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Coronavirus Roundup: New One-Day High in Deaths, Grim Milestone at Rikers

All the news and announcements from New York State and Hudson Valley and Catskills counties from Tuesday, April 7.

Prisons like Rikers Island, above, have become epicenters of COVID-19.
Source: Wikimedia Commons
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This is a roundup of coronavirus news and announcements from New York State and Hudson Valley and Catskills counties published on Tuesday, April 7. Produced in collaboration with The Other Hudson Valley.

La Voz, a Spanish-language magazine covering Hispanic news and culture in the Hudson Valley, is translating these roundups and co-publishing them on its website. Read here. You can also listen to daily audio updates from “La Voz con Mariel Fiori” on Radio Kingston.

La Voz, una revista de cultura y noticias del Valle de Hudson en español, está traduciendo estos resúmenes y co-publicandolos en su página web. Leyendo aqui. También puede escuchar actualizaciones diarias por audio en el show “La Voz con Mariel Fiori” en Radio Kingston. 

The River is also collaborating with WGXC to announce these updates over the air. To listen, tune in to 90.7 FM at midnight, 5am, 7am, or 9am, or visit the audio archive online.

We’ve moved our list of resources to a page on our website, which will be updated regularly. The list is not comprehensive, but if you know anything you’d like us to add, please email us.

138,863 cases confirmed (8,174 new)
340,058 tests performed (19,247 new)
5,489 deaths (731 new)
32,083 hospitalizations (overall)
17,493 hospitalizations (current)
4,593 ICU admissions
Confirmed cases per 10,000 residents: 71
New York State coronavirus page
New York State official pressroom
Hotline: (888) 364-3065

A grim milestone: 53-year-old Michael Tyson was the first inmate on Rikers Island to die after testing positive for COVID-19 while in custody. Tyson was imprisoned on a parole violation. On Friday, he sued New York State for release along with 100 other Rikers inmates. On Sunday, he was dead. Within New York’s coronavirus crisis, prisons and jails are a crisis unto themselves, and while inmates and correctional officers don’t tend to see eye to eye on how to deal with it, they are all facing the risk of infection.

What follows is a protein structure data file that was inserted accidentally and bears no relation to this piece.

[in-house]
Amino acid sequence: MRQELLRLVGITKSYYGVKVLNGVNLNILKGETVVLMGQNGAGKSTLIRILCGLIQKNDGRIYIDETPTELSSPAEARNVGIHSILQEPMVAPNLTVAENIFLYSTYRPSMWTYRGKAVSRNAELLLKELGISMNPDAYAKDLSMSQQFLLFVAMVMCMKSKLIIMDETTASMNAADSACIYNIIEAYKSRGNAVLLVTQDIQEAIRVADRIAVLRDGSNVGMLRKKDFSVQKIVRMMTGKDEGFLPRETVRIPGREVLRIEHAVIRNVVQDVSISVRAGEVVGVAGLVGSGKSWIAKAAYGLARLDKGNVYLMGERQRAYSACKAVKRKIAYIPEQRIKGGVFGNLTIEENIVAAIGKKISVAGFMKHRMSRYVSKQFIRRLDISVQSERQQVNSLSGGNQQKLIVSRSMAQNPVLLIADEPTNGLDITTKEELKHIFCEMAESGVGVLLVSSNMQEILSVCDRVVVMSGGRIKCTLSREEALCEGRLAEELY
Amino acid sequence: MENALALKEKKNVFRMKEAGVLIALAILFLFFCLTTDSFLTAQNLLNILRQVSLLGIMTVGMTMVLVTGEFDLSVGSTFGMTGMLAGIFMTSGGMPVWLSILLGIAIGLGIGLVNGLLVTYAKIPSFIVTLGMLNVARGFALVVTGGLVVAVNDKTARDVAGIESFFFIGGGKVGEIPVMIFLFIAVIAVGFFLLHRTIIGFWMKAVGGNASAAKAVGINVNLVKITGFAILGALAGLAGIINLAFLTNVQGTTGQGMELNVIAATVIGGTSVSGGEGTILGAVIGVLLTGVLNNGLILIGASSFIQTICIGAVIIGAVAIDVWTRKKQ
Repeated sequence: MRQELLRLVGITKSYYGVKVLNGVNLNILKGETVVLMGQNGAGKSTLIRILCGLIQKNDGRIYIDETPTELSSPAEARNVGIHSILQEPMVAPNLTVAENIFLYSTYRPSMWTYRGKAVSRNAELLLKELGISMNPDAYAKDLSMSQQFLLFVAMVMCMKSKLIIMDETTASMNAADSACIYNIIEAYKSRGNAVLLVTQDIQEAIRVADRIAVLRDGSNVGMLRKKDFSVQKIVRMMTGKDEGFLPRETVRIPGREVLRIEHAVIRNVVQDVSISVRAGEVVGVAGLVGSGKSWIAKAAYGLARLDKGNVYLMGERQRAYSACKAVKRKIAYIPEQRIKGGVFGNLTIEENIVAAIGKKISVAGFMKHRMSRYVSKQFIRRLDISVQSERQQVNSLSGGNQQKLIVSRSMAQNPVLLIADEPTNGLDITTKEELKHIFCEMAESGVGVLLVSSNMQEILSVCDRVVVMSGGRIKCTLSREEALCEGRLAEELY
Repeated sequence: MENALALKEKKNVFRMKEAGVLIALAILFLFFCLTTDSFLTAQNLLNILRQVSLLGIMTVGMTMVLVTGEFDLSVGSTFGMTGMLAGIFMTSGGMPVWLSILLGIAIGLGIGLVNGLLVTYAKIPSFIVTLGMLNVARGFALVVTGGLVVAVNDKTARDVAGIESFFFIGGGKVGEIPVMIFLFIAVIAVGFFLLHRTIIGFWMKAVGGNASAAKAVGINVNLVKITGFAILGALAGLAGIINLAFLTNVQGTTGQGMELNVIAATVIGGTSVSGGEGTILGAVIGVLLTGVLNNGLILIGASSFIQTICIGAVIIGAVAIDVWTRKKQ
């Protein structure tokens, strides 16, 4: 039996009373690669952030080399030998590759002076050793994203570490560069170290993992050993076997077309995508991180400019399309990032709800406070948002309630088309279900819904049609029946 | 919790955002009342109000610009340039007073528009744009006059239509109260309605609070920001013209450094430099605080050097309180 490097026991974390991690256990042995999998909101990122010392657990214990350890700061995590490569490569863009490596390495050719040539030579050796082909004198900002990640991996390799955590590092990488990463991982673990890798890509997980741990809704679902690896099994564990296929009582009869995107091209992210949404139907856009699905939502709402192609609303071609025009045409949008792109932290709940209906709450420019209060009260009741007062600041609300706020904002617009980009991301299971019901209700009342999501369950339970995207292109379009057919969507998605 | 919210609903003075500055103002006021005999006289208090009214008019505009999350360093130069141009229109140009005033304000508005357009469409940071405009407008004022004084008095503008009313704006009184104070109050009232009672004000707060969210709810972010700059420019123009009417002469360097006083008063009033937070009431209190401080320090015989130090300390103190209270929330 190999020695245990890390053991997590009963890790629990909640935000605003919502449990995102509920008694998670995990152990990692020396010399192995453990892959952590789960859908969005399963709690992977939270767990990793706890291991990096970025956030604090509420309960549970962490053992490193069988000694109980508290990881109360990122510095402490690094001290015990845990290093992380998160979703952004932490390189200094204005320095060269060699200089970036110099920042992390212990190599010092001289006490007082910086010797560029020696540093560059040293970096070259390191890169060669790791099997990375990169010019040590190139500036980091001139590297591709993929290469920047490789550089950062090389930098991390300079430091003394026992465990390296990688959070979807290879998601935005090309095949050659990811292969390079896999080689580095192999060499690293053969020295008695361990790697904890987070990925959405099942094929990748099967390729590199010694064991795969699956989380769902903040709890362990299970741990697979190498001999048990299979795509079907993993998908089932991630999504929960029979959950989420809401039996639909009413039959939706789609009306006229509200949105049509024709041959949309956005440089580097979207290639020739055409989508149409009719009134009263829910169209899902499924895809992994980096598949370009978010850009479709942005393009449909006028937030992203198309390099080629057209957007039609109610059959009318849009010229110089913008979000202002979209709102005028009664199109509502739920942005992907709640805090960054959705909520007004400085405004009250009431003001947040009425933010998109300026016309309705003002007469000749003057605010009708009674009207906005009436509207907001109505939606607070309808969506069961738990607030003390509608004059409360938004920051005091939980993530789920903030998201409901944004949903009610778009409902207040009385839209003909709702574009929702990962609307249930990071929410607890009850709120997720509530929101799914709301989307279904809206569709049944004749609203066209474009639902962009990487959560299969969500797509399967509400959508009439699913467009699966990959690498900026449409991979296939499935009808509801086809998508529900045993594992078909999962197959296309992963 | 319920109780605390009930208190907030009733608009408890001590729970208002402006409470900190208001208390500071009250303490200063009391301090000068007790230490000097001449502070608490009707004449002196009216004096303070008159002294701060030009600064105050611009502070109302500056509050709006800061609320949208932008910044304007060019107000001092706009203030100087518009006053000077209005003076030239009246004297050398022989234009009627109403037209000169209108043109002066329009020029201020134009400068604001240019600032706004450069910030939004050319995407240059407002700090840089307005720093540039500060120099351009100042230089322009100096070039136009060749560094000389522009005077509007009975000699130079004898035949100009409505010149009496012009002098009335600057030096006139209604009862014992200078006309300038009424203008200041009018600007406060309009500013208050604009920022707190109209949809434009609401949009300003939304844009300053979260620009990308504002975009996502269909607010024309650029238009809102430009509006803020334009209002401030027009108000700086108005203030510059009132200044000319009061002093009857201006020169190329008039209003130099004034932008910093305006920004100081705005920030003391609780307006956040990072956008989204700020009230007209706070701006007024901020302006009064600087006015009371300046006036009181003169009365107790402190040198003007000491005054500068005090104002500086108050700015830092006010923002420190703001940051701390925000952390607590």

The prison outbreak problem isn’t getting a lot of airtime in Governor Andrew Cuomo’s daily press briefings, but media outlets are digging deeper. On Tuesday, City & State spoke with Elias Husamudeen, president of the Correction Officers’ Benevolent Association, who called Rikers “the epicenter of the epicenter.” Slate interviewed Rikers Island’s senior director of geriatrics and complex care services, Rachael Bedard, who describes Rikers and other jails and prisons as “the world’s worst cruise ship crossed with the world’s worst nursing home, plus violence.” And New York magazine’s Intelligencer had a heartbreaking report on how inmates are dealing with life at Rikers. “It’s like The Walking Dead in here,” one said. “We’re all trying to survive right now.”

“Despicable.” That’s what the Albany Times Union is calling upstate Congressional representative Elise Stefanik and other pols who are making political hay out of stoking upstate/downstate conflict and rallying opposition against Cuomo’s effort to move ventilators from upstate hospitals to the hardest-hit hospitals in the New York City metro area. They called it “poisonous parochialism,” too, which has a ring to it. “We are all one New York,” the paper’s opinion desk writes